Metabolism is a step by step modification of the initial molecule to shape it into another product. The result can be used in one of three ways.
- Stored by the cell.
- Be used immediately, as a metabolic product.
- Initiate another metabolic pathway, called a flux generating step.
A molecule called a substrate enters a metabolic pathway depending on the needs of the cell and the availability of the substrate. An increase in concentration of anabolical and catabolical end products would slow the metabolic rate for that particular pathway.
Metabolic pathways often have these properties:
- They contain many steps, like a cascade. The first step is usually irreversible. The other steps need not be irreversible and in many cases, the pathway can go in opposite direction depending on the current need of the cell.
- Glycolysis features excellent examples of these features:
- As glucose enters a cell it is immediately phosphorylated by ATP to glucose 6-phosphate in the irreversible first step. This is to prevent the glucose leaving the cell.
- In times of excess lipid or protein energy sources glycolysis may run in reverse (gluconeogenesis) in order to produce glucose 6-phosphate for storage as glycogen or starch.
- They are regulated, usually by feedback inhibition, or by a cycle where one of the products in the cycle starts the reaction again, such as the Krebs Cycle (see below).
- Anabolic and catabolic pathways in eukaryotes are separated by either compartmentation or by the use of different enzymes and cofactors.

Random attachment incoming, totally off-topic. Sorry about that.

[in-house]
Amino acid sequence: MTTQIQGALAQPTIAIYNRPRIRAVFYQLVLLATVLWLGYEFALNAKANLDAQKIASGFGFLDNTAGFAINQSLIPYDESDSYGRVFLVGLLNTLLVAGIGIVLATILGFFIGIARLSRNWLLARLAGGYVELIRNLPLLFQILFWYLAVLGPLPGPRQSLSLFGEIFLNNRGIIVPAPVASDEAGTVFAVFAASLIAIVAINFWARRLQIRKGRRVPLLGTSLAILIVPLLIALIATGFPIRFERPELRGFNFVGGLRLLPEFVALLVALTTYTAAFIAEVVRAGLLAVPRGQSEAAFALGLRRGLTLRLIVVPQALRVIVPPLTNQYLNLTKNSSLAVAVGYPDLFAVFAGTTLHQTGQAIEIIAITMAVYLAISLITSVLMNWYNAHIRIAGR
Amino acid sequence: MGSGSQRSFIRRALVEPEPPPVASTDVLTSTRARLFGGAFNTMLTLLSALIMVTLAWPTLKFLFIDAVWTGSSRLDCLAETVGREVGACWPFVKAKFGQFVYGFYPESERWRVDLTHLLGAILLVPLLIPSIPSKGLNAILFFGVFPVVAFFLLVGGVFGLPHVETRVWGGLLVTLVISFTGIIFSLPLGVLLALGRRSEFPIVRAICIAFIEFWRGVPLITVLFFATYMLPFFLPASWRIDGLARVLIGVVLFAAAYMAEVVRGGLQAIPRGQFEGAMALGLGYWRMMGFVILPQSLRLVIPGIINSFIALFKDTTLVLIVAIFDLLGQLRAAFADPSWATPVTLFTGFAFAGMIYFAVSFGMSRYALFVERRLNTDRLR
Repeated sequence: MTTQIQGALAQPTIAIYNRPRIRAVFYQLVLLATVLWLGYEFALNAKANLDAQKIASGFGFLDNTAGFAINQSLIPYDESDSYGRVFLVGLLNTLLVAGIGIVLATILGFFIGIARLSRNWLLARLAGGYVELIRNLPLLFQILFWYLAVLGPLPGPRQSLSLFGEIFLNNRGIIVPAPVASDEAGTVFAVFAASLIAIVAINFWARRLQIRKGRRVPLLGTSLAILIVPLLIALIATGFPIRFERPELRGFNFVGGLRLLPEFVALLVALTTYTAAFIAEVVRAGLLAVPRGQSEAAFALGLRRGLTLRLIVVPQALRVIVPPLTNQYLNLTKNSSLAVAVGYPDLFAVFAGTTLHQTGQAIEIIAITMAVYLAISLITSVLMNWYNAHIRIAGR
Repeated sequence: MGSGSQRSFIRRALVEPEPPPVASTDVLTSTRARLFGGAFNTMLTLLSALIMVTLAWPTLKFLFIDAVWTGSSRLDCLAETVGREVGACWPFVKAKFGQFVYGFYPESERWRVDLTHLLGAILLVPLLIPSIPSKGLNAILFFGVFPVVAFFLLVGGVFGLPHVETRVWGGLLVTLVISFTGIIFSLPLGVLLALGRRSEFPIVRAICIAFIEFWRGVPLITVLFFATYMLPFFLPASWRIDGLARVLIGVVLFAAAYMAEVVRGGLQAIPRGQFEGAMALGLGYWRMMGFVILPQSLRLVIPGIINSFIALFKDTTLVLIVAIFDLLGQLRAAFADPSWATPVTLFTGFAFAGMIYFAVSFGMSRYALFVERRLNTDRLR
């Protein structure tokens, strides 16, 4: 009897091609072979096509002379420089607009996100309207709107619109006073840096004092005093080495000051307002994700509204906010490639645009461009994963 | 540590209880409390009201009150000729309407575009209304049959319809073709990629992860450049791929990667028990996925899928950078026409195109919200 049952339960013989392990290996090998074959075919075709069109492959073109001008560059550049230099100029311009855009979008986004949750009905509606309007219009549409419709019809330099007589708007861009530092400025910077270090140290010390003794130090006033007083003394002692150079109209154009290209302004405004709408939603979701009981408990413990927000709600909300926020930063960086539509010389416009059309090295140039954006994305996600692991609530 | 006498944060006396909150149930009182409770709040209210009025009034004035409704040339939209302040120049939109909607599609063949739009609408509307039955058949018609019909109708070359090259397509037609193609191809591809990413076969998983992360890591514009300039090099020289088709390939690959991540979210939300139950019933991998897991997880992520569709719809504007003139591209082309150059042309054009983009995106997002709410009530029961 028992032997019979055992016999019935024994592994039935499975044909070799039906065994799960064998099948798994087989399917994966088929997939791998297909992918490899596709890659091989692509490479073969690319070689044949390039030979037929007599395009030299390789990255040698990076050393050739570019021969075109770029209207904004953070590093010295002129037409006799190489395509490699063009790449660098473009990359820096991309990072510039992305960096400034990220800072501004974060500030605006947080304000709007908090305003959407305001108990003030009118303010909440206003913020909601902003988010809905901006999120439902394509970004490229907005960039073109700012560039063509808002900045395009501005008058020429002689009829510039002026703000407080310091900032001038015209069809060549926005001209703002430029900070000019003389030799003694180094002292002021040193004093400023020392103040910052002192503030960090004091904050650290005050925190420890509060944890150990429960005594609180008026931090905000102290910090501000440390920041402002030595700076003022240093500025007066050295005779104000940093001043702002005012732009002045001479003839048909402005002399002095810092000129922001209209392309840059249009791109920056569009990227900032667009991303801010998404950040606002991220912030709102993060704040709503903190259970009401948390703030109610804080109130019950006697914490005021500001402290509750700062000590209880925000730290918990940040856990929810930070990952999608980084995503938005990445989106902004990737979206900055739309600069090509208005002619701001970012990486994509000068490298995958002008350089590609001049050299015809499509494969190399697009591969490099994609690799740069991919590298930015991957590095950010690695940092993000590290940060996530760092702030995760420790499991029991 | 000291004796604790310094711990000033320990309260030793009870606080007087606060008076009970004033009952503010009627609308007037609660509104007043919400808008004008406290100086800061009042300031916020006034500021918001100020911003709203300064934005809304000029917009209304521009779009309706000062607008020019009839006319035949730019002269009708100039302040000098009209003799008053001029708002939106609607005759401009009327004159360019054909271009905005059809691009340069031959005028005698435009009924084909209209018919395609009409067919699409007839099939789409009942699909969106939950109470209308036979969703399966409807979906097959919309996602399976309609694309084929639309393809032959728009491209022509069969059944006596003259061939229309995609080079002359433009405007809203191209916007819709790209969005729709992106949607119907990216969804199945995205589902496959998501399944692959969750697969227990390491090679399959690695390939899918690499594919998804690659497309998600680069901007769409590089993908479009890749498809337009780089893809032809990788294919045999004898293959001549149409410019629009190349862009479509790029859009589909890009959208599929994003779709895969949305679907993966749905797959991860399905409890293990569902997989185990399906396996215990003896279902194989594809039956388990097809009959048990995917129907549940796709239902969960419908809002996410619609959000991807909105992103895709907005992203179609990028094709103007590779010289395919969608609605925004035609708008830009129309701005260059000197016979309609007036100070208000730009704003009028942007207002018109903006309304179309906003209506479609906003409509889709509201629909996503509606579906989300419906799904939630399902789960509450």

Major metabolic pathways
|All pathway labels on this image are links, simply click to access the article.|
|A high resolution labeled version of this image is available here.||50px|
Other pathways occurring in (most or) all living organisms include:
- Fatty acid oxidation (β-oxidation)
- HMG-CoA reductase pathway (isoprene prenylation chains, see cholesterol)
- Pentose phosphate pathway (hexose monophosphate shunt)
- Porphyrin synthesis (or heme synthesis) pathway
- Urea cycle
Creation of energetic compounds from non-living matter:
- BioCyc: Metabolic network models for hundreds of organisms
- KEGG: Kyoto Encyclopedia of Genes and Genomes
- MetaCyc: A database of nonredundant, experimentally elucidated metabolic pathways (900+ pathways from more than 800 different organisms).
- Metabolism, Cellular Respiration and Photosynthesis - The Virtual Library of Biochemistry and Cell Biology
- PathCase Pathways Database System
- Interactive Flow Chart of the Major Metabolic Pathways
|Catabolism - Anabolism Protein metabolism - Carbohydrate metabolism - Lipid metabolism - Iron metabolism|
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